Plant estrogen such as soy and linseeds can be helpful modulating estrogen dominant symptoms as well as estrogen deficient ones experienced by post menopausal women. For many years there has been a lot of confusion about whether we should be eating these foods as they may increase the risk of cancer development but the latest research recommends that consuming them as part of a whole food diet with up to 3 servings per week of soy products including tofu or tempeh are beneficial in supporting healthy estrogen These sources mimic our oestrogen but have a much weaker effect. This can be beneficial in high oestrogen states as they can dock on oestrogen receptors blocking the more potent estradiol. In low estrogen states, their effect may support healthy blood sugar metabolism, cardiovascular function, bone mass density and cholesterol.


In males, the predominant hormone is testosterone, however, with the incidence of obesity increasing, higher amounts of oestrogen are produced by men through the activity of an enzyme called aromatase that converts testosterone into oestrogen in fat cells. In fact, increased body fat leading to higher estrogen is not just limited to men with estrone, the primary hormone in post menopausal women being converted to the more metabolically active estradiol in fat cells.


One of the ways that the body tries to regulate the amount of free circulating estrogen is to bind it to a carrier known as Sex Hormone Binding Globulin (who thinks up these names!), think of SHBH as a tour bus that is taking all the party going estrogens on a trip. When they are in the bus they can’t cause any problems but once they get off who knows what will ensue. It’s the same for estrogen. Bound to SHBG it cannot exert any hormonal influence. Unfortunately, SHBG often cannot keep up with the increased demand and it is lowered in conditions where there is high insulin such as metabolic syndrome.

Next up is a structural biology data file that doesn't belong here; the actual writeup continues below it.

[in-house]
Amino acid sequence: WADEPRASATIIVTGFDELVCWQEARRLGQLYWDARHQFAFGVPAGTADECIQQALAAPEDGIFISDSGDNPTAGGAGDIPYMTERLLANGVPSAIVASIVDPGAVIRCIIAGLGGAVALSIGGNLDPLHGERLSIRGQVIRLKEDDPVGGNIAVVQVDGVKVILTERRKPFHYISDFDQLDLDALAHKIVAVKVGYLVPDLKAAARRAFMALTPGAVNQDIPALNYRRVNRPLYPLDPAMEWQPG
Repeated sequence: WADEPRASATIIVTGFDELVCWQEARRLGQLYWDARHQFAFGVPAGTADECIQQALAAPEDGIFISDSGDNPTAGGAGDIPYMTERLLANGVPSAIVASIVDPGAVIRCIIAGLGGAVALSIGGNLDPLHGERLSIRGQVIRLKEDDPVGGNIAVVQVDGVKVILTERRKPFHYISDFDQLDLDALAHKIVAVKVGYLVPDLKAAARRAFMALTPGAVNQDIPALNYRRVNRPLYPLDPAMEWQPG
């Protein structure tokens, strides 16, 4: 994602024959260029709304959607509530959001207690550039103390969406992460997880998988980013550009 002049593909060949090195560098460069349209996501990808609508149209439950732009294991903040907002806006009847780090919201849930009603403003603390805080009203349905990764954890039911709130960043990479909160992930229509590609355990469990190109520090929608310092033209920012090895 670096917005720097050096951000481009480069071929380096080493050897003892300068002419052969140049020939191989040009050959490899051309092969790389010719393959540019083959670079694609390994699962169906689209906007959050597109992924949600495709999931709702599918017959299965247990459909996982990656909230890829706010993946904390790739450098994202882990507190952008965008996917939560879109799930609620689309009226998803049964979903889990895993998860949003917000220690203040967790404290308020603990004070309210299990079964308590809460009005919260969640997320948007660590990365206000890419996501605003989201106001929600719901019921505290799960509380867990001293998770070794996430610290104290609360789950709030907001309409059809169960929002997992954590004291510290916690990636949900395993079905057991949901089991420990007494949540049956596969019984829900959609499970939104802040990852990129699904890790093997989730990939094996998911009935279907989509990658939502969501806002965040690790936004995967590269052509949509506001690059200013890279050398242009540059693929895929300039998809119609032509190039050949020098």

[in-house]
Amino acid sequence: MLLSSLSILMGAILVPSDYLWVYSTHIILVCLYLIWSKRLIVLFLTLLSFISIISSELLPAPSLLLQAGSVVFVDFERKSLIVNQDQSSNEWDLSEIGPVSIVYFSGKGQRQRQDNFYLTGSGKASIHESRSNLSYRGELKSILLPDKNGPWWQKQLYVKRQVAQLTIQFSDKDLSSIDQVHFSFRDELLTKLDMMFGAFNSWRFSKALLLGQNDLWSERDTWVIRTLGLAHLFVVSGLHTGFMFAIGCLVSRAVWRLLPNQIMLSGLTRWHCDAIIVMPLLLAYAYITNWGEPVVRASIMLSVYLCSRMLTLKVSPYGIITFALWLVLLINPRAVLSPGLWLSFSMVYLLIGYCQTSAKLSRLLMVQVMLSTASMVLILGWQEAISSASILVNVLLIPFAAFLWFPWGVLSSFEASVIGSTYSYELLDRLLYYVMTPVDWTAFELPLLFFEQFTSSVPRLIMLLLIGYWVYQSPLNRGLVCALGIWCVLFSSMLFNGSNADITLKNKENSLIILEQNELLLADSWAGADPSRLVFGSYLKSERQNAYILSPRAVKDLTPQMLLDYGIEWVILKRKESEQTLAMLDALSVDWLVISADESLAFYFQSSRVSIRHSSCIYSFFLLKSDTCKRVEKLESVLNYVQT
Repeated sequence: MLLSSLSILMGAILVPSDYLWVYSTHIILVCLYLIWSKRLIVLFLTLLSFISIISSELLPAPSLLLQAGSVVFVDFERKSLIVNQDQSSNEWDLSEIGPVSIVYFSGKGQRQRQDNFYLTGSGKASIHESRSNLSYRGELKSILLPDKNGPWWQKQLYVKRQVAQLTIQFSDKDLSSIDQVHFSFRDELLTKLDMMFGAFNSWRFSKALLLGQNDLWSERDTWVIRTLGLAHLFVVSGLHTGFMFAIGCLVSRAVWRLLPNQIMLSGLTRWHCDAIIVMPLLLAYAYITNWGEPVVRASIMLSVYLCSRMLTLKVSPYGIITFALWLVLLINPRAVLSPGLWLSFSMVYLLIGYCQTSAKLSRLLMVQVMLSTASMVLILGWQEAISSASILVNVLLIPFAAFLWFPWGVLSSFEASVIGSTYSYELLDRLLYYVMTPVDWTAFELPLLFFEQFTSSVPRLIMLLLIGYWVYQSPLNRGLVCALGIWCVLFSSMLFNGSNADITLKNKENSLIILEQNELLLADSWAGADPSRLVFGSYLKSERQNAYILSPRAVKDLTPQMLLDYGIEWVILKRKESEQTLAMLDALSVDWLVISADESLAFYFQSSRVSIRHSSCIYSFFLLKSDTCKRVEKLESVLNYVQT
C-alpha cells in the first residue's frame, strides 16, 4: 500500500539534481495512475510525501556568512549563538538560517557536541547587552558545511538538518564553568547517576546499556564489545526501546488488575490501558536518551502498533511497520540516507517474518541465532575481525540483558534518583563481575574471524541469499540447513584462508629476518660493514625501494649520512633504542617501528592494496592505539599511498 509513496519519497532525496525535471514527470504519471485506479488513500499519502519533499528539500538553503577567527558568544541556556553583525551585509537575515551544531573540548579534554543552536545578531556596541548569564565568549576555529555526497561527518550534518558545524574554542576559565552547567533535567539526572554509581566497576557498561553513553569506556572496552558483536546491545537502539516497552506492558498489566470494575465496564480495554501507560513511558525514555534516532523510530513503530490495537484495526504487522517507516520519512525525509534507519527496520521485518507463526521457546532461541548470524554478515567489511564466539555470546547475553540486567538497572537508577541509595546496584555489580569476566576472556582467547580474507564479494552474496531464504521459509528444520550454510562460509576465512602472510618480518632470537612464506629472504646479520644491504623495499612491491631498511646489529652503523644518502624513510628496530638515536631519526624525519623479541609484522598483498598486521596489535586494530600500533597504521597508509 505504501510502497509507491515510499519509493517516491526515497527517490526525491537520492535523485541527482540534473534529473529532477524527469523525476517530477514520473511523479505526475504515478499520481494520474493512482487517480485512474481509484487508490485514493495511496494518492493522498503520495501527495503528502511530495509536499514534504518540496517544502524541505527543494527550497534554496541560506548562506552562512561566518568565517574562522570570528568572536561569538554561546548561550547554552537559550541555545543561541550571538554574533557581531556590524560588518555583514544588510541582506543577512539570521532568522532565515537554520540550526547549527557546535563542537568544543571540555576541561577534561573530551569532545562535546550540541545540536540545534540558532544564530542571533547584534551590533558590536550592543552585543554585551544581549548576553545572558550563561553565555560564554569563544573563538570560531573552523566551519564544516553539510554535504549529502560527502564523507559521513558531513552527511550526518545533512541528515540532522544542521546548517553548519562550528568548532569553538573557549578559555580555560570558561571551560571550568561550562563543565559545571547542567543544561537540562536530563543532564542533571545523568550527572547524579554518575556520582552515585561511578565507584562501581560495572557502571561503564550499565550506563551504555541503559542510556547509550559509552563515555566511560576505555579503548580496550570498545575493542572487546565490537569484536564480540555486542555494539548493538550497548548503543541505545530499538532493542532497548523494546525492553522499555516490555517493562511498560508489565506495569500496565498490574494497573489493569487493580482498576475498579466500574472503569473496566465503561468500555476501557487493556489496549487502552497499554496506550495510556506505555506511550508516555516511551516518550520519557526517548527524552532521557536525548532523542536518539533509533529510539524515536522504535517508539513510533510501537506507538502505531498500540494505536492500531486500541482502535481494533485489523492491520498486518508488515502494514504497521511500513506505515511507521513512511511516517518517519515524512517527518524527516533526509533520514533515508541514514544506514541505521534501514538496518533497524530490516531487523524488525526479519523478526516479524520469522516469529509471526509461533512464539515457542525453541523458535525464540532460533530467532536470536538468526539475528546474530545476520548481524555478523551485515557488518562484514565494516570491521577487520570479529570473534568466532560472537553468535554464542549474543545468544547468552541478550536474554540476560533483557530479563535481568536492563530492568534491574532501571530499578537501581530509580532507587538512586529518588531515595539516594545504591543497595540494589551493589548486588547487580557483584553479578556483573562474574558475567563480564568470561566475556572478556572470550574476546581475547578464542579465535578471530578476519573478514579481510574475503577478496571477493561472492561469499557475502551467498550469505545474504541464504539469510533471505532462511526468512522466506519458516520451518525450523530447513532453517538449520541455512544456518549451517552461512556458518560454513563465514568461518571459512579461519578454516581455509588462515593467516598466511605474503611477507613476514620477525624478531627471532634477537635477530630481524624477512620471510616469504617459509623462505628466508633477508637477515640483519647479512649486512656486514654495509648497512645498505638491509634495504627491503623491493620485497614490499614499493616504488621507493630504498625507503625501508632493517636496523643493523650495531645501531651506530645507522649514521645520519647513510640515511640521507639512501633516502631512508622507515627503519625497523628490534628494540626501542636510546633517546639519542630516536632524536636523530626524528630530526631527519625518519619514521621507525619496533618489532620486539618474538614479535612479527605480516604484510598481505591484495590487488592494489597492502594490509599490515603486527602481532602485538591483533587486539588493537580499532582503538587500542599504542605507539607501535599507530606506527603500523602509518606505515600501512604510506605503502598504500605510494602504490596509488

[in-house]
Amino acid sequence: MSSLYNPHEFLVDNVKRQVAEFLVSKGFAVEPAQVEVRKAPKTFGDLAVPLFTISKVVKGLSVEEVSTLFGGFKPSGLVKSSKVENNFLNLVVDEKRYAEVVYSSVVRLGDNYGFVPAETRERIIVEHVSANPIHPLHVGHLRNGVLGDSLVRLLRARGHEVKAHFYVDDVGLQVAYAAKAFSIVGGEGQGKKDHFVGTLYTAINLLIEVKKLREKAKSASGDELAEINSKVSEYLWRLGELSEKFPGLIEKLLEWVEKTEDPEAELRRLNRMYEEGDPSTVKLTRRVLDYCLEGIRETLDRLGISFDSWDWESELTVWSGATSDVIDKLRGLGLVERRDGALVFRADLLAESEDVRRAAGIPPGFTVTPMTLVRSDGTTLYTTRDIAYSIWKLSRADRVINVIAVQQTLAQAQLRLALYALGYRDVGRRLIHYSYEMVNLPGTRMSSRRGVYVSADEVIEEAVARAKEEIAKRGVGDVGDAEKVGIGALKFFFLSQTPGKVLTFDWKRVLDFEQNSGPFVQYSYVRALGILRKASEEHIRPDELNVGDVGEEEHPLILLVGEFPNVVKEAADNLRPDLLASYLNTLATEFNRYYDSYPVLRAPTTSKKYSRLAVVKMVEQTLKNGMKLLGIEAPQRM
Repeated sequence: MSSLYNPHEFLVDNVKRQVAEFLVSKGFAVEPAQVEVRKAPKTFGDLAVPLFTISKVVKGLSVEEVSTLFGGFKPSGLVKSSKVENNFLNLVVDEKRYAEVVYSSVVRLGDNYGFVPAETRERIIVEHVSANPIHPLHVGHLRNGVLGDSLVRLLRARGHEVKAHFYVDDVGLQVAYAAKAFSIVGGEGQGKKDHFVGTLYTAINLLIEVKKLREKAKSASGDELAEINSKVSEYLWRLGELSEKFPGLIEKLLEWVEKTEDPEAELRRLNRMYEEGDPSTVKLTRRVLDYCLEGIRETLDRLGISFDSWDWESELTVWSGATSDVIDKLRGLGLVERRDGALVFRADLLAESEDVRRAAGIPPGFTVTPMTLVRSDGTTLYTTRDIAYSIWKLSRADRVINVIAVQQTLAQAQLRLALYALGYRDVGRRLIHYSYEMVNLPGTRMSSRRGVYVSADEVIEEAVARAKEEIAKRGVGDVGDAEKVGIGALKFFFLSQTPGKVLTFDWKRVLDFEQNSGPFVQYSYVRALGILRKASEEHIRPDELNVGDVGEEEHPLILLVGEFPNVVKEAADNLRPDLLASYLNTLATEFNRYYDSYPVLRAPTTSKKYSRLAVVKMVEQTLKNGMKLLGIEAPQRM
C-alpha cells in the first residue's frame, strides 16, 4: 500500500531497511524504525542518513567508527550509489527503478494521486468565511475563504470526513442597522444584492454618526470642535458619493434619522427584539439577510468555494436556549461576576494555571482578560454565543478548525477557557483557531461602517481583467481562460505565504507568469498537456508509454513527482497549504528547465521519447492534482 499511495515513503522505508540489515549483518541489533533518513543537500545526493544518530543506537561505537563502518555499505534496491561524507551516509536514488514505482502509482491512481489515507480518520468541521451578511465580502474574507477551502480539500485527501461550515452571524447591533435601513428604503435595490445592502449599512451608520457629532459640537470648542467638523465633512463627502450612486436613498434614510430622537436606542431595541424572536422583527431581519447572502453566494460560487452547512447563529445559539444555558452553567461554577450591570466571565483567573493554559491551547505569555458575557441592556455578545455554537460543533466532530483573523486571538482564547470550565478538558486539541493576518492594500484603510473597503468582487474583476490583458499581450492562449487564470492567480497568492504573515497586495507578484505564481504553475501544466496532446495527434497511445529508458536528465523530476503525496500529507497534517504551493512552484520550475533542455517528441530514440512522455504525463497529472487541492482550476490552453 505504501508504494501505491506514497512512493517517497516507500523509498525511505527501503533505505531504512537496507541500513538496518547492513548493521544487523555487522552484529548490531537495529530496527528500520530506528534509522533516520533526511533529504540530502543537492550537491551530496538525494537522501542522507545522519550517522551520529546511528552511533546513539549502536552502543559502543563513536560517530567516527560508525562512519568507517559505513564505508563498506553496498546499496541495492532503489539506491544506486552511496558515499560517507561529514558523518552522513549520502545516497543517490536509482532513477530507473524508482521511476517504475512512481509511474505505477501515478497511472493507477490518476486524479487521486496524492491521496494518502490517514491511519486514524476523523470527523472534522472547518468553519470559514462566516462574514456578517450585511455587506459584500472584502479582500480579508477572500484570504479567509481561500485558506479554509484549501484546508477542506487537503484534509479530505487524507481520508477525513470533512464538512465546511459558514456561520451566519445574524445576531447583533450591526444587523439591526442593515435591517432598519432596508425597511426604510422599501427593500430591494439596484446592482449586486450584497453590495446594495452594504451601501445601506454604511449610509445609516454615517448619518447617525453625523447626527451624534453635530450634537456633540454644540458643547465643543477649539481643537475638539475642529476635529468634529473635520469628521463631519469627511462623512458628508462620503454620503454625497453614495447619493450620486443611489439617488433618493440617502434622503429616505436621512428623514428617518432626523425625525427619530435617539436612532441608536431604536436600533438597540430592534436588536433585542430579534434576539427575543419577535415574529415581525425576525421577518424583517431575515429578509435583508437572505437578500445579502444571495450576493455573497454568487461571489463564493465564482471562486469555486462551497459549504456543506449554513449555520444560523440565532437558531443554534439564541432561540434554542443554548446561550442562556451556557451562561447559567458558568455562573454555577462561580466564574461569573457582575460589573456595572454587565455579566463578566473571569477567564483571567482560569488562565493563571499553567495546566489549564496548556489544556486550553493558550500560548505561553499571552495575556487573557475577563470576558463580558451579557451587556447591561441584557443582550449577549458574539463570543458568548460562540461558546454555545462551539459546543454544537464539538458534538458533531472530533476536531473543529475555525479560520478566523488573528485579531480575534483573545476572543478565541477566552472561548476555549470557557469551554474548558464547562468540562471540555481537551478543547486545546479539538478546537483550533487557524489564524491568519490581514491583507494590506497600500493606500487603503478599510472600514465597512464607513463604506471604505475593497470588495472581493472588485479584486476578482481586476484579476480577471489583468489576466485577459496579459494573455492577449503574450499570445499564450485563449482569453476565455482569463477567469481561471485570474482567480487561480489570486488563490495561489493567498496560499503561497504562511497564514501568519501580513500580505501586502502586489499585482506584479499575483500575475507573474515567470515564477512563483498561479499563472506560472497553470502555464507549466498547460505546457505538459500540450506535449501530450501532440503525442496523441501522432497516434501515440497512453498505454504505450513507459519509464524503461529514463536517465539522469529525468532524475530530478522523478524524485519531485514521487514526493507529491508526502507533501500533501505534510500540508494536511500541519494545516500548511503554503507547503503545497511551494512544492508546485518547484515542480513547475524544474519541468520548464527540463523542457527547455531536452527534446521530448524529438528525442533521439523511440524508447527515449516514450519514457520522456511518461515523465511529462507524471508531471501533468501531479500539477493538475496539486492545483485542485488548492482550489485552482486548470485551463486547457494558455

MY TAKE HOME MESSAGE about estrogen is that we need to be aware of the external sources of oestrogen that are influencing our total estrogen pool as well as ensuring that our body has the ability to metabolise and excrete it.


Here’s a couple of simple things you can do straight away to reduce your intake of chemicals that mimic oestrogen:


  1. reduce your usage of plastics and never heat them in microwaves.·

  2. Audit your cosmetics and any products you use on your skin or hair. There are plenty of safe alternatives on the market now.


We also need to support our body’s ability to metabolise and excrete estrogen. This starts with good nutrition to support liver detoxification pathways as well as healthy digestive function to reduce the activity of beta-glucuronidase so that oestrogen can be effectively excreted. If you would like to learn more about healthy hormones or how I can help you improve your health, please contact me or make an appointment.


Yours in Wellness,

Larissa